"I have been around the dog a few times and it never gave the indication it was vicious. We trusted it around our small kids," Samantha Costilla said. "My cousins and I, we all have kids under five and the dog would play and the kids would play around him. We never thought it was a vicious animal that we had to protect our family from."
We believe that a similar deadly attack will happen in Denver as a direct result of the passage of this law.
The Vranas entreaty got huge play from local TV stations, which have long realized that stories portraying pit bulls as vicious, out-of-control rage machines are ratings gold, as well as plenty of national outlets. Yet as of early February 17, it's only collected 561 signatures. By comparison, a pro-pit bull petition aimed at Denver's council has been signed 132 times despite receiving approximately zero publicity.
In his letter, Hancock also suggested that Herndon's proposal would be hampered by the fact that "less than 20 percent of all pets in Denver are currently licensed." Herndon, for his part, thinks this scenario is actually an argument for backing his notion, since the system he envisions would encourage pit bull owners to come out of the shadows. "We know these breeds are in our community — and because they're banned, there's a higher possibility that the owner won't seek out professional guidance or even proper pet care," he told us last month. "And right now, we don't know where these dogs are. If the ordinance passes, we will, and that will make our community safer."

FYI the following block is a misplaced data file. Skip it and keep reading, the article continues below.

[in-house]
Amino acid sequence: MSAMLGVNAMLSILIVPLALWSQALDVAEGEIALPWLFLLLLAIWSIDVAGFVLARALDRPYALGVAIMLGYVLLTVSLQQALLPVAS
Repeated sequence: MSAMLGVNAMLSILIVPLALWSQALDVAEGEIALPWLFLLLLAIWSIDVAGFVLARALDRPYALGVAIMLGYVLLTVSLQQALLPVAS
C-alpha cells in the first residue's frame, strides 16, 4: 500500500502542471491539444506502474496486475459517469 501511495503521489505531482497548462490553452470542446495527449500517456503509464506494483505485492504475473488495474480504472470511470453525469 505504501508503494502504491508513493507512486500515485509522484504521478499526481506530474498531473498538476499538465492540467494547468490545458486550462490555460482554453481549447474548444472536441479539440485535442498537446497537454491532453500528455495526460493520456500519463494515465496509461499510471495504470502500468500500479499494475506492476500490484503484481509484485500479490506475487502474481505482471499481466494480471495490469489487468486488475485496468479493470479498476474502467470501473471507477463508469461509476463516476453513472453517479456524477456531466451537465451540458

Meanwhile, the pressure is ratcheting up on councilmembers, who passed the ordinance on February 10 by a 7-4 margin, with two absences — Candi CdeBaca, who'd voted in favor of it at an earlier stage, and Stacie Gilmore, who turned thumbs-down. The "yes" side of the equation was represented by Kendra Black, Amanda Sandoval, Jamie Torres, Jolon Clark, Robin Kneich and Chris Hinds, while Debbie Ortega, Kevin Flynn, Paul Kashmann and Amanda Sawyer opposed.
Nine votes are needed to override the veto, and if CdeBaca and Gilmore stand pat along with all the other supporters, Ortega, Flynn, Kashmann or Sawyer would have to flip. Replace Denver BSL (the letters stand for "breed-specific legislation"), an advocacy group that was instrumental to the initial passage, is aiming much of its energy at Sawyer, as group co-founder Shira Hereld told us last week.
"Councilwoman Sawyer said it was clear that breed-specific legislation doesn't work," Hereld allows. "Her concern was that Denver Animal Protection didn't have the capacity to properly enforce the ordinance. But Denver Animal Protection has said they do believe they can enforce it. So we're encouraging her and all the other councilmembers to talk to Denver Animal Protection so they can take that concern off their plates."
Either way, their decision will be watched carefully — including by the governor of Colorado.
This post has been updated to include information about the veto override vote now scheduled to take place during the February 24 Denver City Council meeting.